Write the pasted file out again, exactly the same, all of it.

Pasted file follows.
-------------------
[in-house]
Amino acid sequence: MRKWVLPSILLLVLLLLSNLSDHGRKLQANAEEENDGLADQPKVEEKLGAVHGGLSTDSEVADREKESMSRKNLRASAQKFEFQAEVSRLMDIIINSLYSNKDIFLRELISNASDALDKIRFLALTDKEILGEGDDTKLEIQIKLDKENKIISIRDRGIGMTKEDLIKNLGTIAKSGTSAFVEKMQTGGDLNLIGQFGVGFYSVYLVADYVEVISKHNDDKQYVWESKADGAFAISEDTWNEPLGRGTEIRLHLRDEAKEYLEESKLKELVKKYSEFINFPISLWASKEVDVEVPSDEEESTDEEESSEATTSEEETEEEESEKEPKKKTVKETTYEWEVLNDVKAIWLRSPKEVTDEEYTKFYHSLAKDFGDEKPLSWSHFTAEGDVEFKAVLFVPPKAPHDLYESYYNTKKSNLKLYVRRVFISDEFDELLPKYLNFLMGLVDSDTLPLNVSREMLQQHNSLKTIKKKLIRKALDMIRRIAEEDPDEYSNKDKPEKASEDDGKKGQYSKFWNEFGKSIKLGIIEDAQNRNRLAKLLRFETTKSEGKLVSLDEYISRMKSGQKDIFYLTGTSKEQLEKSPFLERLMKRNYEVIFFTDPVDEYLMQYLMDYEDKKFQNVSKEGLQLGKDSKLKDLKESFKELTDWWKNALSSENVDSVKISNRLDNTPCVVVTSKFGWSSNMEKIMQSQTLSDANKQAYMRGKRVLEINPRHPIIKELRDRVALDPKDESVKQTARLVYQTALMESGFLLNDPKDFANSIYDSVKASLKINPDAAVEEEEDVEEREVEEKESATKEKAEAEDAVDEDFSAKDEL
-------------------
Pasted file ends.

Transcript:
[in-house]
Amino acid sequence: MRKWVLPSILLLVLLLLSNLSDHGRKLQANAEEENDGLADQPKVEEKLGAVHGGLSTDSEVADREKESMSRKNLRASAQKFEFQAEVSRLMDIIINSLYSNKDIFLRELISNASDALDKIRFLALTDKEILGEGDDTKLEIQIKLDKENKIISIRDRGIGMTKEDLIKNLGTIAKSGTSAFVEKMQTGGDLNLIGQFGVGFYSVYLVADYVEVISKHNDDKQYVWESKADGAFAISEDTWNEPLGRGTEIRLHLRDEAKEYLEESKLKELVKKYSEFINFPISLWASKEVDVEVPSDEEESTDEEESSEATTSEEETEEEESEKEPKKKTVKETTYEWEVLNDVKAIWLRSPKEVTDEEYTKFYHSLAKDFGDEKPLSWSHFTAEGDVEFKAVLFVPPKAPHDLYESYYNTKKSNLKLYVRRVFISDEFDELLPKYLNFLMGLVDSDTLPLNVSREMLQQHNSLKTIKKKLIRKALDMIRRIAEEDPDEYSNKDKPEKASEDDGKKGQYSKFWNEFGKSIKLGIIEDAQNRNRLAKLLRFETTKSEGKLVSLDEYISRMKSGQKDIFYLTGTSKEQLEKSPFLERLMKRNYEVIFFTDPVDEYLMQYLMDYEDKKFQNVSKEGLQLGKDSKLKDLKESFKELTDWWKNALSSENVDSVKISNRLDNTPCVVVTSKFGWSSNMEKIMQSQTLSDANKQAYMRGKRVLEINPRHPIIKELRDRVALDPKDESVKQTARLVYQTALMESGFLLNDPKDFANSIYDSVKASLKINPDAAVEEEEDVEEREVEEKESATKEKAEAEDAVDEDFSAKDEL